The United States agency for International Development (USAID) and the Ghana Education Service (GES) have launched the “USAID Innovating Activity, project to help improve reading skills of children in deprived communities.
The four-year activity will serve as a catalyst to support public action at the family and community levels to promote the culture of reading and literacy in Ghana.
The project aims at helping 1.1 million children to read at kindergarten and primary level by 2019.
Partnership with media
Launching the project in Accra last Wednesday, the US Ambassador to Ghana, Mr Robert P. Jackson said the USAID would partner the media to publicise the benefits of reading at home and team up with civil society and the private sector to encourage reading throughout communities.
“Children mostly spend their day outside the classroom. To become good readers, they need to practice in their rooms and communities. We will facilitate a culture of reading in the community and home,” he said.
Mr Jackson said the USAID would provide grants to communities in the Greater Accra, Ashanti, Western, Volta and Northern regions to help come up with locally-owned and culturally effective ways to improve reading in Ghana.
He urged stakeholders to encourage members in the communities to make time to read to children and also encourage them to read to them.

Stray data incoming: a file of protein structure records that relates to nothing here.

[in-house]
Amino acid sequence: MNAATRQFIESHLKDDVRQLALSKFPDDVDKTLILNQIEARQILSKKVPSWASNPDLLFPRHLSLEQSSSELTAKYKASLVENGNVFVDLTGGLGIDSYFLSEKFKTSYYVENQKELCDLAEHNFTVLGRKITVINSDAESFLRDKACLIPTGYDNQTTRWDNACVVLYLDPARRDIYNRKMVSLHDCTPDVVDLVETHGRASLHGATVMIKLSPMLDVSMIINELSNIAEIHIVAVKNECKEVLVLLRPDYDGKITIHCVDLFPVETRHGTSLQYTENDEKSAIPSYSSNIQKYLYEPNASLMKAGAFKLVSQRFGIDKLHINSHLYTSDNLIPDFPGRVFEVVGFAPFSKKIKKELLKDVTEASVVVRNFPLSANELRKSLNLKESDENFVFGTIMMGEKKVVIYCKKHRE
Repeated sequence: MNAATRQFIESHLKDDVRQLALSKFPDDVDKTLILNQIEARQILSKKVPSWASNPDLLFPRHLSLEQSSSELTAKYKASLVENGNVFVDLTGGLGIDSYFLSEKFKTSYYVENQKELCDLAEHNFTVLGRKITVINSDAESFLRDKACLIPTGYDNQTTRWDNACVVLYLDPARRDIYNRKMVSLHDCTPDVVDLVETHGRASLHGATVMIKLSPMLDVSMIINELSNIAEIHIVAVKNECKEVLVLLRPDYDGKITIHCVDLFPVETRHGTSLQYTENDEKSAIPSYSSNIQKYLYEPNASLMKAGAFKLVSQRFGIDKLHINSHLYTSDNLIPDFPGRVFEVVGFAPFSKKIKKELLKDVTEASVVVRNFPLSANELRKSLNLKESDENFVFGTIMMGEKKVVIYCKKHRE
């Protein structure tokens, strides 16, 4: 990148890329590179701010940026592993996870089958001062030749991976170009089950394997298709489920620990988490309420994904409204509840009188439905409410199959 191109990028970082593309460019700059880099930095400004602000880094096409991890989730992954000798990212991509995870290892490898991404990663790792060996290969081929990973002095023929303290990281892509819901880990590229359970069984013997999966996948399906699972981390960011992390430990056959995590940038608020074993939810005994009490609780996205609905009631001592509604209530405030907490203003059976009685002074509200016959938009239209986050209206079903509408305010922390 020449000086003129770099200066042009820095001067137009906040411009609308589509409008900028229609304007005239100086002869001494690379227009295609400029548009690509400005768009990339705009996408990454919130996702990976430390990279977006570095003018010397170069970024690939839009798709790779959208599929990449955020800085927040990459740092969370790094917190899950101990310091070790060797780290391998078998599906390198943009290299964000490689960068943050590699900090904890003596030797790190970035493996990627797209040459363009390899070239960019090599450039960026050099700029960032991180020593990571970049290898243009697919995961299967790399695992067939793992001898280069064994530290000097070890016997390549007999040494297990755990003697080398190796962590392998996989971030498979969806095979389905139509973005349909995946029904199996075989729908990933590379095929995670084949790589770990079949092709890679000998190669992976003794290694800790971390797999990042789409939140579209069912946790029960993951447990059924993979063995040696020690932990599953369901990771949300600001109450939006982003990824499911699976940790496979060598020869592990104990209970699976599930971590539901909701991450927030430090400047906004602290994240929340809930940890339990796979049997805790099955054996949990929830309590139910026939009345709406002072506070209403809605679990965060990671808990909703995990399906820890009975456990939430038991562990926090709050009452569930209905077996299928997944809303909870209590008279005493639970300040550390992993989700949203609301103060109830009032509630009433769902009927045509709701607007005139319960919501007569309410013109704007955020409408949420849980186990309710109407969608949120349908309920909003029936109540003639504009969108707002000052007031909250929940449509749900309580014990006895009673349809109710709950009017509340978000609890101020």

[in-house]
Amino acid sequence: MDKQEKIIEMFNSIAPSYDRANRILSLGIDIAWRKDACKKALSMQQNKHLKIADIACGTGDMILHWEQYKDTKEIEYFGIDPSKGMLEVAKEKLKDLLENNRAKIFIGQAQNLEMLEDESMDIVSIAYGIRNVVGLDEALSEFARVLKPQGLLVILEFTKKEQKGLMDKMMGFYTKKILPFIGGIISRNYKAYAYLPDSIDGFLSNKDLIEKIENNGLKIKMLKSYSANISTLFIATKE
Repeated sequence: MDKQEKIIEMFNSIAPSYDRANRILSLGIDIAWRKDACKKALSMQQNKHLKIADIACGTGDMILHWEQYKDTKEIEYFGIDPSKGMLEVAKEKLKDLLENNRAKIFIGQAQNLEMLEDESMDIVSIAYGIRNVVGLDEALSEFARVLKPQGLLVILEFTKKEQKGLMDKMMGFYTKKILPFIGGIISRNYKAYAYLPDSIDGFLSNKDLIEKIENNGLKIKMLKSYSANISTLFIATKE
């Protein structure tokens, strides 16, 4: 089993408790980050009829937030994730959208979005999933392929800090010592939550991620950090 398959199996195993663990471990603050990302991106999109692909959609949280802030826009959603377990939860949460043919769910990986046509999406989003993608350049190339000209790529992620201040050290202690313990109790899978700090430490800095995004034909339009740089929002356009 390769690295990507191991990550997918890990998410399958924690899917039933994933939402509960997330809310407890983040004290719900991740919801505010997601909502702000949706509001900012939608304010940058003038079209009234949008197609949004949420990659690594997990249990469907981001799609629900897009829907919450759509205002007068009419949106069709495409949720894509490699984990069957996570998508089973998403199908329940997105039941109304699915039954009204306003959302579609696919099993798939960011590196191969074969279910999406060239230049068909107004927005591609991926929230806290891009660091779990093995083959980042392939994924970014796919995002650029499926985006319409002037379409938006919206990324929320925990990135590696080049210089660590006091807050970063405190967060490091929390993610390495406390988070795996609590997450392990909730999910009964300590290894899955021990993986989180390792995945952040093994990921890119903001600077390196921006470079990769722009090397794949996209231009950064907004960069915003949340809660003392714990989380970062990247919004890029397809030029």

“Impart to your children the joy and discipline of reading. Make sure your child has access to books and know how important it is to read,” he urged.
Advice to children
He also advised the children to make time after school and on weekends to read and complete their homework.
“It is the best investment you can possibly make in your future and once you get started, I promise it will be extremely fun,” he advised.
The Chief Director of the Ministry of Education, Mr Enoch Kwabena who read a speech on behalf of the Minister of Education, Dr Matthew Opoku Prempeh, said the 2014 Demographic and Health Survey (DHS) (2) revealed that about 20 per cent of children between the ages of five and six had some members of their household read to them a few times in a week.
“It is, thus, heart-warming to note that this project will address this dimension since families are better placed to support children’s reading,” he added.
Mr Kwabena also assured the public that the ministry would facilitate the application of the results of a study conducted in 200 communities to encourage the practice of reading among children.
fe, however, urged the Education Development Centre Inc. (EDC) which is the implementing partner, to work hard at their outlined key activities which included raising public awareness through local and national media campaigns to support parents and guardians.